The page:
I recently saw a video of a garter snake (Thamnophis cyrtopsis) eating a Southern Leopard Frog. If you watch the video carefully, you will notice (~30 second mark) the snake appear to “chew” on the snake. The scene is then cut (probably 2-3 minutes elapse) and the frog appears to be only moderately “alive.” It is still breathing, but does not appear to be struggling. Did the animal just give up? Well, no, not exactly. Thamnophids (and many other “colubrids”*) possess a structure homologous to the venom glands of Elapids (cobras, kraits, coral snakes*, and other “hingeless front-fanged snakes”) and viperids (adders, pitless “true” vipers, and pit vipers). This gland is known as Duvernoy’s Gland, and it has some very interesting properties in many species. In Thamnophis, for example, the venom produced by these glands has (essentially) no delivery mechanism. Its rear teeth have no grooves for venom to flow into a wound and it has no fangs. It does have slightly larger teeth in the rear of the mouth, however, this is not uncommon to many reptile species. Anoles, for example, illustrate this wonderfully. This (and other evidence) suggests that the venom delivery systems via fangs developed some time after venom glands were around. The presence of venom-producing structures in monitor lizards and iguanids (as well as the “glass lizards) further compounds the issue of when these venom producing systems evolved.
Most of these venoms can’t kill humans, right? Well, not in the doses normally produced by these specimens; in some species (such as the Thamnophis), the LD50 is so high that it could truly be considered “nonvenomous” to humans. The LD50 in mice is in the 30+ mg/kg range with the average yield of 57 µg/snake, meaning one would need to get all of the venom from 125 snakes to kill a 1/2 lb rat. Not all of these are so harmless, though. Dispholidus, for example, is a very pretty snake which appears harmless enough, until you see inside of the mouth. The size of the fangs, however, are not what should concern you. The venom yield of this particular species (from that same Duvernoy’s Gland) exceeds one mg and can reach up to 8 mg. That doesn’t sound like much when you consider a typical plastic ballpoint pen cap weighs about one gram. This number, however, comes into its own when you consider the LD50 of this venom is roughly 0.07mg/kg. This makes it one of the most potent venoms produced by any snake species.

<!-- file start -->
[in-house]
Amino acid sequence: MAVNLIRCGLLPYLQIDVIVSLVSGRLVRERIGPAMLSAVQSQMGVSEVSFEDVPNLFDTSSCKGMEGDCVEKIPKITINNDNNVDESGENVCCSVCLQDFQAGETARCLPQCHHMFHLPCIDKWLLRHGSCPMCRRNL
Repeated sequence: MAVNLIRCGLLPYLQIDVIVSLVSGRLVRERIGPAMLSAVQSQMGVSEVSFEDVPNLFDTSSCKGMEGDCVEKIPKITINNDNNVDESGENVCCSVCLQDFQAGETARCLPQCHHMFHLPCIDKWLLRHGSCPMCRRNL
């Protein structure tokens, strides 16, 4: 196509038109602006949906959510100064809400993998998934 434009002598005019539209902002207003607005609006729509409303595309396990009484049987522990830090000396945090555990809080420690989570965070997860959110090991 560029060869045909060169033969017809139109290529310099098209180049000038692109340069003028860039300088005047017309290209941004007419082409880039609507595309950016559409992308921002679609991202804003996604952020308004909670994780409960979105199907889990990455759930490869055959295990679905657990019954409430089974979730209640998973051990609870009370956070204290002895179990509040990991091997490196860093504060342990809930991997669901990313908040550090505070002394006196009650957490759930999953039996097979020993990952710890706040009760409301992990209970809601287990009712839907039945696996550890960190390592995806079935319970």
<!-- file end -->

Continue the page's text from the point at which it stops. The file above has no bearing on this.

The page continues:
*Note: As a child, I was often told that the fangs of coral snakes were in the back of the mouth. Being the inquisitive child I was, I decided to test this by killing one, allowing it to decompose on top of a very friendly fire-ant mound, and then looked at the skull. Much to my surprise, the fangs were in the front of the jaw. This can be illustrated by this image. All elapids and viperids have fangs in the front while “colubrids” have fangs set further back.
I wouldn’t be a cladistically inclined biologist if I didn’t make the obligatory parting shot at “colubrid” as a term to describe a group of related snakes. It pains me to know that such a convoluted dumping ground exists for all snakes other than pythons, vipers, and cobras.